At the moment, the US lacks a casus belli and by claiming that Iran is responsible for killing USA troops, it could be laying the groundwork for a ‘self-defence’ justification, according to this theory.

Vehicle burning after roadside bombing

Iraq violence in figures

Timeline: US-Iran ties

The new chairman of the Senate Intelligence Committee, Senator John Rockefeller said recently: “To be quite honest, I’m a little concerned that it’s Iraq again.”

There is also the fact that the US is launching its ‘surge’ policy of moving extra troops into Baghdad. These claims are being made against Shia militias, including the Mehdi army, one of the main targets of the latest policy.

Blaming Shia Iran for supporting Iraqi Shia militias makes it easier for the US to sell that policy at home and abroad.

Blaming others

Then there is the old tactic of blaming someone else for your own problems.

Many people will not distinguish between the Shia militias that Iran is said to supply – and which have ties to the Iraqi government – and the Sunni insurgents who have been the cause of much of the violence.

The allegedly Iranian supplied bombs are said to have caused the deaths of 170 American soldiers, but overall 2497 soldiers have been killed in hostile incidents, most of them at hands of the Sunnis.

The claim serves the purpose of helping to lay the blame for the whole insurgency at Iran’s door.

There are also other possible reasons for this timing.

Council deadline

The UN Security Council has laid down that Iran must suspend its enrichment of uranium by 21 February. If it does not, and if the International Atomic Energy Agency confirms this, the resolution says that further economic sanctions will be considered.

The officials said such an assertion [that Iran was the source of components for the explosive devises] was an inference based on general intelligence assessments

New York Times

The US is preparing to argue for tougher sanctions, so making claims against Iran over Iraq might help it in its arguments that Iran is a threat.

On the wider front, the Bush administration is engaged in a campaign against the Iranian government in order to isolate it and eventually maybe see its end under internal pressure from the Iranian people.

The latest claims against Iran could be a part of that campaign.

The claims

What of the claims themselves?

They are based on physical evidence, from bombs and their effects. The bombs now even have their own name and acronym – explosively formed penetrators or EFPs.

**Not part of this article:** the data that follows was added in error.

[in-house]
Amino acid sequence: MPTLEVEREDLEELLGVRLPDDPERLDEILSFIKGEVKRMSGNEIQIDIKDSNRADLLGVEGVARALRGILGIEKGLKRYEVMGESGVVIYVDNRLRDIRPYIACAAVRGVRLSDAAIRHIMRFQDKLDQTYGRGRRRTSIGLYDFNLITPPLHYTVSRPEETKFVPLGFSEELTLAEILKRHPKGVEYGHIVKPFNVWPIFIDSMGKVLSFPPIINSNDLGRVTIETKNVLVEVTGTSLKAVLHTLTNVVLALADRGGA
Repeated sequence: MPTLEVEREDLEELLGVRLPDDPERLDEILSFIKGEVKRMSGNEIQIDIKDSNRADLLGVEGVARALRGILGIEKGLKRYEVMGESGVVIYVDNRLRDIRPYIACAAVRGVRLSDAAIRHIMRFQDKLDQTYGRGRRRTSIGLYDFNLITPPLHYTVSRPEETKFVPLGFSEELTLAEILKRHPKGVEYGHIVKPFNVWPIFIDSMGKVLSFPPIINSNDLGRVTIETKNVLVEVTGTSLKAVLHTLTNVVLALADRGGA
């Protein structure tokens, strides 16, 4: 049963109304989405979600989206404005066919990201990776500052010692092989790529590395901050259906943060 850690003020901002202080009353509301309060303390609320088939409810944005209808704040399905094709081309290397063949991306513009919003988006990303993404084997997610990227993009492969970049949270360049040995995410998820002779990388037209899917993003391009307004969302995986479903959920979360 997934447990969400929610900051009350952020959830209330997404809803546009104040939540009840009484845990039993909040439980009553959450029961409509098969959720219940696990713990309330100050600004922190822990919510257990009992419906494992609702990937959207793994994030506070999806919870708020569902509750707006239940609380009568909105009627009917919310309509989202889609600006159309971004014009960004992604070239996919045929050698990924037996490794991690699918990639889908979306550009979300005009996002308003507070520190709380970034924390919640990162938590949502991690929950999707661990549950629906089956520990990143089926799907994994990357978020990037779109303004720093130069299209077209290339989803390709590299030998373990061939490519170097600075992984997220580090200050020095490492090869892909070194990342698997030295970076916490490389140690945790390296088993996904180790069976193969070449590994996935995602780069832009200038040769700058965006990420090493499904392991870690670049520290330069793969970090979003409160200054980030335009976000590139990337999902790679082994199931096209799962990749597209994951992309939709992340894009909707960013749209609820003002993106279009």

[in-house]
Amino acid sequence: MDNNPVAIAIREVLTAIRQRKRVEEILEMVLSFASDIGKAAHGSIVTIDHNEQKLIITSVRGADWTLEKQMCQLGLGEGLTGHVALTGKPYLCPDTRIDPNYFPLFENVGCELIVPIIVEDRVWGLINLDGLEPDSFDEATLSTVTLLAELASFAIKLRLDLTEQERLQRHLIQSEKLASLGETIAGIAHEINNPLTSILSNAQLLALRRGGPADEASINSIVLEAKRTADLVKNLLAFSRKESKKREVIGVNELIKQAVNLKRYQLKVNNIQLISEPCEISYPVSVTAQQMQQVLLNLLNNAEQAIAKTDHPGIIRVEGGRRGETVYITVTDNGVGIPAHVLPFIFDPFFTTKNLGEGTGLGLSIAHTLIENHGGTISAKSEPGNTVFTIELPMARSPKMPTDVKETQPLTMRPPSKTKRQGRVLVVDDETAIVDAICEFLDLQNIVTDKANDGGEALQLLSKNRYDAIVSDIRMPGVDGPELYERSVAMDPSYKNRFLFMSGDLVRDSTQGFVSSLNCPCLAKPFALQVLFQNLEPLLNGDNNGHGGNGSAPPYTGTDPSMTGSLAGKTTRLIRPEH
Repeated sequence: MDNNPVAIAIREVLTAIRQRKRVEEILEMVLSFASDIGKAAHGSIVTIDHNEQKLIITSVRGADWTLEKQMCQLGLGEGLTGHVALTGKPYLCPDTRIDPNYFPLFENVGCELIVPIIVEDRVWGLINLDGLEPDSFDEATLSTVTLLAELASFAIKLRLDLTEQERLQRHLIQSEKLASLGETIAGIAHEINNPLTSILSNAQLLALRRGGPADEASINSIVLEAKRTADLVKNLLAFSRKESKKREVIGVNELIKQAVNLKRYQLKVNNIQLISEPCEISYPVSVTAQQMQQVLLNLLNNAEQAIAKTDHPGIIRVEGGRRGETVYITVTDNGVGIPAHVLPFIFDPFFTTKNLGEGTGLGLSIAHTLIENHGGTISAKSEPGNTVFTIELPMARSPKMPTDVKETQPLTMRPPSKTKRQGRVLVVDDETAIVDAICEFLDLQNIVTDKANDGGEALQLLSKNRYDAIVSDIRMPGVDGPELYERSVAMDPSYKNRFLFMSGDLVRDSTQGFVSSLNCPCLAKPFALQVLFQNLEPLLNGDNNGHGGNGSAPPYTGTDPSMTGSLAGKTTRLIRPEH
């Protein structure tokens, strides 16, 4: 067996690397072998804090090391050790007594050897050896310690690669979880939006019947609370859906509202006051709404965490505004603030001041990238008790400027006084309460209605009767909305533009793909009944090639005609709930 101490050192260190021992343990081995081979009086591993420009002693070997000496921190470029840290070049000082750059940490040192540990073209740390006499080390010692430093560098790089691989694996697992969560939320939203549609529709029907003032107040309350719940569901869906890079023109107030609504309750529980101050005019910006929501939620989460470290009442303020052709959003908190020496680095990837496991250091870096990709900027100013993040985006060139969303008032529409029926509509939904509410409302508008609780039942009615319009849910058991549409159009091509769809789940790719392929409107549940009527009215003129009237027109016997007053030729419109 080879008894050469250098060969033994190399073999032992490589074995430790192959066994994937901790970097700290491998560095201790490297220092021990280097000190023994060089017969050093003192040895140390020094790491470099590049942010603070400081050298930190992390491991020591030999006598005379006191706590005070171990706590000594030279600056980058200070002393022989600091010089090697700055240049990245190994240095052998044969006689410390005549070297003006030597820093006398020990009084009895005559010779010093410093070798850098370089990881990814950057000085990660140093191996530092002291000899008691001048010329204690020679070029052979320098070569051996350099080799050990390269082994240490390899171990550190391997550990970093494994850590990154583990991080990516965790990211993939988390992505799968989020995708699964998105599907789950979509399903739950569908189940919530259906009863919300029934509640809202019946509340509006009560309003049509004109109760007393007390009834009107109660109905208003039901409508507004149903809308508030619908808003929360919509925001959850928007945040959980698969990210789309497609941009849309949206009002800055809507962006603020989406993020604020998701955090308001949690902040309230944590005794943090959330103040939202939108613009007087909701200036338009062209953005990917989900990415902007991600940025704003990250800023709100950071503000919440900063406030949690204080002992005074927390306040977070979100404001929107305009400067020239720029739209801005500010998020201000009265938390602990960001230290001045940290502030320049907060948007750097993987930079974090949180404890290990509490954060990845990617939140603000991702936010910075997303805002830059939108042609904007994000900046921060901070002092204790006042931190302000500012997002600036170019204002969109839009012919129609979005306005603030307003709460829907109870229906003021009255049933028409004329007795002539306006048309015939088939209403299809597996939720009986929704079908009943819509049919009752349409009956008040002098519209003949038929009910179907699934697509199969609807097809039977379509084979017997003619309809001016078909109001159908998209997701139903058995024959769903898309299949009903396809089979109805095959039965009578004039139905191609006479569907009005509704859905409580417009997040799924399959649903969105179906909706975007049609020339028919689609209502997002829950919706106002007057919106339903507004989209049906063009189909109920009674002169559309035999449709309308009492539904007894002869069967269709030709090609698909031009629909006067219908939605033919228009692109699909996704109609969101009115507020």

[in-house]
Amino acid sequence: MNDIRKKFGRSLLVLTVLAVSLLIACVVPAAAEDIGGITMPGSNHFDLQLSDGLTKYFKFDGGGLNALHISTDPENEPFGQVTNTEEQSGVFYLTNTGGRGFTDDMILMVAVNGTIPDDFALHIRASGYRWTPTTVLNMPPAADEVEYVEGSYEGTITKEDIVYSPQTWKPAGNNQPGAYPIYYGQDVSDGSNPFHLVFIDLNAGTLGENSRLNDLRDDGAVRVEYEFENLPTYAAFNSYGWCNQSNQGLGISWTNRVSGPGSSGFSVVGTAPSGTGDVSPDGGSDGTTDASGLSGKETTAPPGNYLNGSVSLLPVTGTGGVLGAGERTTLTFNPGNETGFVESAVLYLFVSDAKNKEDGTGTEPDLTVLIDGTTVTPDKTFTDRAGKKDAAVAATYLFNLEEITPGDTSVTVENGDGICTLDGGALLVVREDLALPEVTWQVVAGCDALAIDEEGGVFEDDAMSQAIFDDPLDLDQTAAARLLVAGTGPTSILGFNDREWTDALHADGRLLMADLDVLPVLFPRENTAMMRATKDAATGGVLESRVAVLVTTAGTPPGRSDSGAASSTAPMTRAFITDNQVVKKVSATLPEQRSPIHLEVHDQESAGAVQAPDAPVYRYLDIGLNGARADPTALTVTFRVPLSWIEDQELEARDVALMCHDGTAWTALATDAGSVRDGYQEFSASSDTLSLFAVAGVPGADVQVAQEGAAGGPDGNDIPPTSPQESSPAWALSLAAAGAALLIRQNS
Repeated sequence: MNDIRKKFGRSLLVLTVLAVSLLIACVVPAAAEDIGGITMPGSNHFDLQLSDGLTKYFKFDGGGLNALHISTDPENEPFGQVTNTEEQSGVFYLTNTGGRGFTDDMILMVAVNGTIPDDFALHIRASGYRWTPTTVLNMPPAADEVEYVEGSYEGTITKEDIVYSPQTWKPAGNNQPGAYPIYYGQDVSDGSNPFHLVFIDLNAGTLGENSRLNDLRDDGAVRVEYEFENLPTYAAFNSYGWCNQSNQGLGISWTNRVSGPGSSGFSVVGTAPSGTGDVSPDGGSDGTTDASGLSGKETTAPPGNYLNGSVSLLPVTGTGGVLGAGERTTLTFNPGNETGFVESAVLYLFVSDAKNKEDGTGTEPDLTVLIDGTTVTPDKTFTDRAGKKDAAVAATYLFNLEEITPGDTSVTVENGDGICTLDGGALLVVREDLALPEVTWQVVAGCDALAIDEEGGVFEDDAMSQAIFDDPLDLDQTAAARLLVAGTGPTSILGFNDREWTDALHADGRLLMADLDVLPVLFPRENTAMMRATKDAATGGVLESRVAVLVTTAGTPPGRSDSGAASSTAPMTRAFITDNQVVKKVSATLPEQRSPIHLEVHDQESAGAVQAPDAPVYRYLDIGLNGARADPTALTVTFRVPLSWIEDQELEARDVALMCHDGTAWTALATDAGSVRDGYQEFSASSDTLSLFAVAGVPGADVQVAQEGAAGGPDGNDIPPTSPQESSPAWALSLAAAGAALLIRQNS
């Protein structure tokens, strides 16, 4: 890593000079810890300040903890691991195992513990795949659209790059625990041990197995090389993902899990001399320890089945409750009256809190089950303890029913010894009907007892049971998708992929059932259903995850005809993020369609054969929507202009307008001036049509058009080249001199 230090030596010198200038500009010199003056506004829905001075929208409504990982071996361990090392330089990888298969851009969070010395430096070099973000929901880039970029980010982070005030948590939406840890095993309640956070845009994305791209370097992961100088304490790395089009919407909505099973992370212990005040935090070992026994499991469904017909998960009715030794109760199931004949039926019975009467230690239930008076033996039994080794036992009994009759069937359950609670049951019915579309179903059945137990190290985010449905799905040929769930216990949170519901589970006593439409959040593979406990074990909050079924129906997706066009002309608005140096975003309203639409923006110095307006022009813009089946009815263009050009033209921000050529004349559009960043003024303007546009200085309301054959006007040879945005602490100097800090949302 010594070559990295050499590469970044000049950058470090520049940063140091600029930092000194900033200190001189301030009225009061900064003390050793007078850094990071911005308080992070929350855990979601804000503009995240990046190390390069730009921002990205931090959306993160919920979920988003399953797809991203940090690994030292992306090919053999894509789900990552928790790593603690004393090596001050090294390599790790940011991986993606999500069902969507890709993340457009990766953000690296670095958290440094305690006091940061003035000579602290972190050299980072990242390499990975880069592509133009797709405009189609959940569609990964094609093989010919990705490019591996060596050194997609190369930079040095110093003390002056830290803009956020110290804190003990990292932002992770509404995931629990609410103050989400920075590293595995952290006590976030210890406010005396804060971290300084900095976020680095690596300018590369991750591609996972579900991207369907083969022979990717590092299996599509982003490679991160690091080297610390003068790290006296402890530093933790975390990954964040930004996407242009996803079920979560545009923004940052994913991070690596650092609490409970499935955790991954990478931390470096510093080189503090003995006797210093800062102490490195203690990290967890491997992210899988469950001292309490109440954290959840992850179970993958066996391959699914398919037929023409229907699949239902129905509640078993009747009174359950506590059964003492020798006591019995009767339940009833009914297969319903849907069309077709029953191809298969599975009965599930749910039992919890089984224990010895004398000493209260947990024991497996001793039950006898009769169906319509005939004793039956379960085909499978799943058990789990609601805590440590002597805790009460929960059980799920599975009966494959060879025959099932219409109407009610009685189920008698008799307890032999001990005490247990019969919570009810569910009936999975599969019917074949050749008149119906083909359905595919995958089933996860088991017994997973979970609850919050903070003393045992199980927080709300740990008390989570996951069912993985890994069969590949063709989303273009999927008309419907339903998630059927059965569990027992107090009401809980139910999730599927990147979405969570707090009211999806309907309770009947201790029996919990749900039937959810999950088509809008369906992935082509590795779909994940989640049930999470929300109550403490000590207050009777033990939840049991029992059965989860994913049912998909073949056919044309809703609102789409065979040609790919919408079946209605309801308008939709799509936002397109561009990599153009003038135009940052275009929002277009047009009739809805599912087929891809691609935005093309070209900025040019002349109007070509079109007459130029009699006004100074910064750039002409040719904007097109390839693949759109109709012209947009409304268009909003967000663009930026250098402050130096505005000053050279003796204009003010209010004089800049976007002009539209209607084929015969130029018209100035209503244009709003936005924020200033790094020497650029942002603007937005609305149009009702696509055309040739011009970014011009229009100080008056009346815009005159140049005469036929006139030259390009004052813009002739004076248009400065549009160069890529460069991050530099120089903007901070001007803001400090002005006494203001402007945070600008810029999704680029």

Previously they had been lumped in the generalised description of IEDs – improvised explosive devices.

The implication is that now they are less improvised and more planned.

They are said to be provided by Iran in kit form and to be smuggled across the often-open border.

However the officials who presented the evidence could not make a direct link to Iran.

“The officials said such an assertion was an inference based on general intelligence assessments,” stated the New York Times.

They did make much of the detention in Irbil of five Iranians who were said to be members of the Quds force of the Iranian revolutionary Guards.

The Quds (the word means Jerusalem) force was said by the US officials to be controlled directly by the “highest levels of the Iranian government”.

That last statement is significant in that the US is now making a charge against the Iranian government itself, not just against its agents.

Scepticism

Against the inference that this all comes from Iran is the concept that Iraqis themselves would be capable of copying a design and therefore do not need to get bombs from Iran.

And there have been a number of news reports over the last year expressing scepticism, even among military personnel, about the link to Iran.

The Washington Post reported last October that British troops in the south doubted the claim.

A year ago, the London Times said that British officers in Basra had stopped making any such claim, saying only that the technology matched bomb-making found elsewhere in the Middle East, including Lebanon and Syria.

IAEA suspends Iran aid projects

The UN nuclear watchdog, the IAEA, says it has frozen almost half its technical aid projects involving Iran. The IAEA says its move is to comply with UN sanctions imposed on Tehran late last year over its refusal to halt uranium enrichment.

Twenty-two projects have been suspended, according to an IAEA report.

Iran’s chief nuclear negotiator, Ali Larijani, is to meet EU diplomats at a forum in Germany on Saturday, despite earlier reports to the contrary.

European officials hope to hold informal talks with him on the nuclear stand-off at the top-level security conference in Munich.

‘Message of inducement’

The IAEA gives technical aid to dozens of countries on the peaceful use of nuclear energy in fields such as medicine, agriculture and power generation.

The nuclear watchdog has 55 projects that involve Iran.

Of these, 22 have now been frozen to comply with the UN sanctions, which call for an end to programmes that could be exploited by Iran to develop nuclear weapons.

The IAEA board is expected to formally back the move, recommended by IAEA chief Mohamed ElBaradei, when it meets next month.

The BBC’s Kerry Skyring in Vienna says that the IAEA has been under pressure from the United States to take a tough line.

A senior UN official told Reuters news agency the freeze constituted a “substantial cut” in technical aid to Iran.

“It is a message of inducement to Iran to reconsider its course,” the official said.

The US believes that Iran is working to develop nuclear weapons. Iran says its nuclear programme is for peaceful purposes and has vowed to continue.